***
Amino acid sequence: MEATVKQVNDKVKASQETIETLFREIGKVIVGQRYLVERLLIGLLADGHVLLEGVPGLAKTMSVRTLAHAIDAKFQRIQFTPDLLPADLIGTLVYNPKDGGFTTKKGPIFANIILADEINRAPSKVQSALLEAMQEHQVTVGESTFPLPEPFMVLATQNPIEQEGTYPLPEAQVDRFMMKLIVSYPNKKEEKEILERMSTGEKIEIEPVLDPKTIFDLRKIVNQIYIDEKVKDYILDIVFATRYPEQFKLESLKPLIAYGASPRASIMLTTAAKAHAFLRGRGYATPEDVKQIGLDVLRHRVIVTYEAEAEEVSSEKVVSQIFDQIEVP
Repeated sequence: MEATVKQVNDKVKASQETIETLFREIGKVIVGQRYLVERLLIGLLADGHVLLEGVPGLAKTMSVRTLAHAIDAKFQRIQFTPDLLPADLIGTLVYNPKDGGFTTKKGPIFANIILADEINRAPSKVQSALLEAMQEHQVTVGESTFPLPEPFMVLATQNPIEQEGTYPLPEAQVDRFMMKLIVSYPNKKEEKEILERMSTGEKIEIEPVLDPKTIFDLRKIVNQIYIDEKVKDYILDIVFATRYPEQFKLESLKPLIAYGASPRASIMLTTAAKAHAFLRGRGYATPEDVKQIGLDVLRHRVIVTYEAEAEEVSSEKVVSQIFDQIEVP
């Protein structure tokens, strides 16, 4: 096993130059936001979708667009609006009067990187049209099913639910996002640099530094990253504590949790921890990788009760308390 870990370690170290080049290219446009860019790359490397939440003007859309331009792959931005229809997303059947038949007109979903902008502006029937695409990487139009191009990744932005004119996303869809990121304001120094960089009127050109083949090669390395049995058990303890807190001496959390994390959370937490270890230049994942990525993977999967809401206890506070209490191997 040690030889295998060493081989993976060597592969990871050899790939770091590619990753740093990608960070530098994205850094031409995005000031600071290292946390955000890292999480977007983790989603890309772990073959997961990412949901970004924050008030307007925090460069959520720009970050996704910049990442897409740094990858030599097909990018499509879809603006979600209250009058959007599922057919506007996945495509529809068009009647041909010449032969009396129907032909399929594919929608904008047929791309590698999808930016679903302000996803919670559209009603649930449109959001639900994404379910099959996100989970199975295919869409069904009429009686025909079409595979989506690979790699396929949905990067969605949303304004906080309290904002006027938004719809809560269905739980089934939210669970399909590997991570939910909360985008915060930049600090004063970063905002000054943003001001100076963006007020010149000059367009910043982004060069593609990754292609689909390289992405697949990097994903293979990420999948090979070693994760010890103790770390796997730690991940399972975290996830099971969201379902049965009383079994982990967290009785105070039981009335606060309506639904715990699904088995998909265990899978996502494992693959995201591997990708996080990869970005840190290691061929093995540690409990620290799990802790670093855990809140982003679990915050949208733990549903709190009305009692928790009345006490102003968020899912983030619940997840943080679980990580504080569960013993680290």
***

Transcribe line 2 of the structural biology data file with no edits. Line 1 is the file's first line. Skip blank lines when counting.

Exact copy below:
Repeated sequence: MEATVKQVNDKVKASQETIETLFREIGKVIVGQRYLVERLLIGLLADGHVLLEGVPGLAKTMSVRTLAHAIDAKFQRIQFTPDLLPADLIGTLVYNPKDGGFTTKKGPIFANIILADEINRAPSKVQSALLEAMQEHQVTVGESTFPLPEPFMVLATQNPIEQEGTYPLPEAQVDRFMMKLIVSYPNKKEEKEILERMSTGEKIEIEPVLDPKTIFDLRKIVNQIYIDEKVKDYILDIVFATRYPEQFKLESLKPLIAYGASPRASIMLTTAAKAHAFLRGRGYATPEDVKQIGLDVLRHRVIVTYEAEAEEVSSEKVVSQIFDQIEVP